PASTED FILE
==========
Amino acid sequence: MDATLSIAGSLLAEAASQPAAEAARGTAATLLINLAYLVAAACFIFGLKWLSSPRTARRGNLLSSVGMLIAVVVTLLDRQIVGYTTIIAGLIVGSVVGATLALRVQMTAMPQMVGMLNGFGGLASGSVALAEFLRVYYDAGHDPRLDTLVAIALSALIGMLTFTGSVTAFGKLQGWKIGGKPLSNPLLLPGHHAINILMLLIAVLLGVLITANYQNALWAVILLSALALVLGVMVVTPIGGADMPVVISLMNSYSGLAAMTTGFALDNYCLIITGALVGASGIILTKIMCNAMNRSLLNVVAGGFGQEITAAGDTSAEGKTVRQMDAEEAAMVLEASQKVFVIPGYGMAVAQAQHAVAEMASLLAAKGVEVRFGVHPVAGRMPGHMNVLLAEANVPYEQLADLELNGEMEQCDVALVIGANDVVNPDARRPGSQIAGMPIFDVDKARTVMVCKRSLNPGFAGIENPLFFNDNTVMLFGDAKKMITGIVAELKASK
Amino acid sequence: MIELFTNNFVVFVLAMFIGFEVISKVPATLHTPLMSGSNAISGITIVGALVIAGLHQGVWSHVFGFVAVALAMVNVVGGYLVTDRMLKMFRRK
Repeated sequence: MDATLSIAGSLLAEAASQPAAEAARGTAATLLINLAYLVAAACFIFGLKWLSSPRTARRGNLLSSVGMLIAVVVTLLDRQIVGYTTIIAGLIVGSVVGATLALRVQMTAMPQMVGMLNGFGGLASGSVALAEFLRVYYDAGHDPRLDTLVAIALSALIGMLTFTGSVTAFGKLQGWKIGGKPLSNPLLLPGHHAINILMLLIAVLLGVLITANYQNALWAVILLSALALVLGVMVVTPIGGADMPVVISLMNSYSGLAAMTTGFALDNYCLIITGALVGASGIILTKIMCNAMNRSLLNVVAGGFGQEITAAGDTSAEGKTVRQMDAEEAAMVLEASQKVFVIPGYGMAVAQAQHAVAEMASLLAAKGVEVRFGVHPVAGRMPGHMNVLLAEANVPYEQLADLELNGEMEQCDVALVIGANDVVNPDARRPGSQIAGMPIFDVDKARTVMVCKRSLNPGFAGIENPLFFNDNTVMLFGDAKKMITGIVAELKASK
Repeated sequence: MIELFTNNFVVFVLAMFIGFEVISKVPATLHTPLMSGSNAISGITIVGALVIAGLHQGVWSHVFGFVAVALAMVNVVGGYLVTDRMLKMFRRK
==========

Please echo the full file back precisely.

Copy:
Amino acid sequence: MDATLSIAGSLLAEAASQPAAEAARGTAATLLINLAYLVAAACFIFGLKWLSSPRTARRGNLLSSVGMLIAVVVTLLDRQIVGYTTIIAGLIVGSVVGATLALRVQMTAMPQMVGMLNGFGGLASGSVALAEFLRVYYDAGHDPRLDTLVAIALSALIGMLTFTGSVTAFGKLQGWKIGGKPLSNPLLLPGHHAINILMLLIAVLLGVLITANYQNALWAVILLSALALVLGVMVVTPIGGADMPVVISLMNSYSGLAAMTTGFALDNYCLIITGALVGASGIILTKIMCNAMNRSLLNVVAGGFGQEITAAGDTSAEGKTVRQMDAEEAAMVLEASQKVFVIPGYGMAVAQAQHAVAEMASLLAAKGVEVRFGVHPVAGRMPGHMNVLLAEANVPYEQLADLELNGEMEQCDVALVIGANDVVNPDARRPGSQIAGMPIFDVDKARTVMVCKRSLNPGFAGIENPLFFNDNTVMLFGDAKKMITGIVAELKASK
Amino acid sequence: MIELFTNNFVVFVLAMFIGFEVISKVPATLHTPLMSGSNAISGITIVGALVIAGLHQGVWSHVFGFVAVALAMVNVVGGYLVTDRMLKMFRRK
Repeated sequence: MDATLSIAGSLLAEAASQPAAEAARGTAATLLINLAYLVAAACFIFGLKWLSSPRTARRGNLLSSVGMLIAVVVTLLDRQIVGYTTIIAGLIVGSVVGATLALRVQMTAMPQMVGMLNGFGGLASGSVALAEFLRVYYDAGHDPRLDTLVAIALSALIGMLTFTGSVTAFGKLQGWKIGGKPLSNPLLLPGHHAINILMLLIAVLLGVLITANYQNALWAVILLSALALVLGVMVVTPIGGADMPVVISLMNSYSGLAAMTTGFALDNYCLIITGALVGASGIILTKIMCNAMNRSLLNVVAGGFGQEITAAGDTSAEGKTVRQMDAEEAAMVLEASQKVFVIPGYGMAVAQAQHAVAEMASLLAAKGVEVRFGVHPVAGRMPGHMNVLLAEANVPYEQLADLELNGEMEQCDVALVIGANDVVNPDARRPGSQIAGMPIFDVDKARTVMVCKRSLNPGFAGIENPLFFNDNTVMLFGDAKKMITGIVAELKASK
Repeated sequence: MIELFTNNFVVFVLAMFIGFEVISKVPATLHTPLMSGSNAISGITIVGALVIAGLHQGVWSHVFGFVAVALAMVNVVGGYLVTDRMLKMFRRK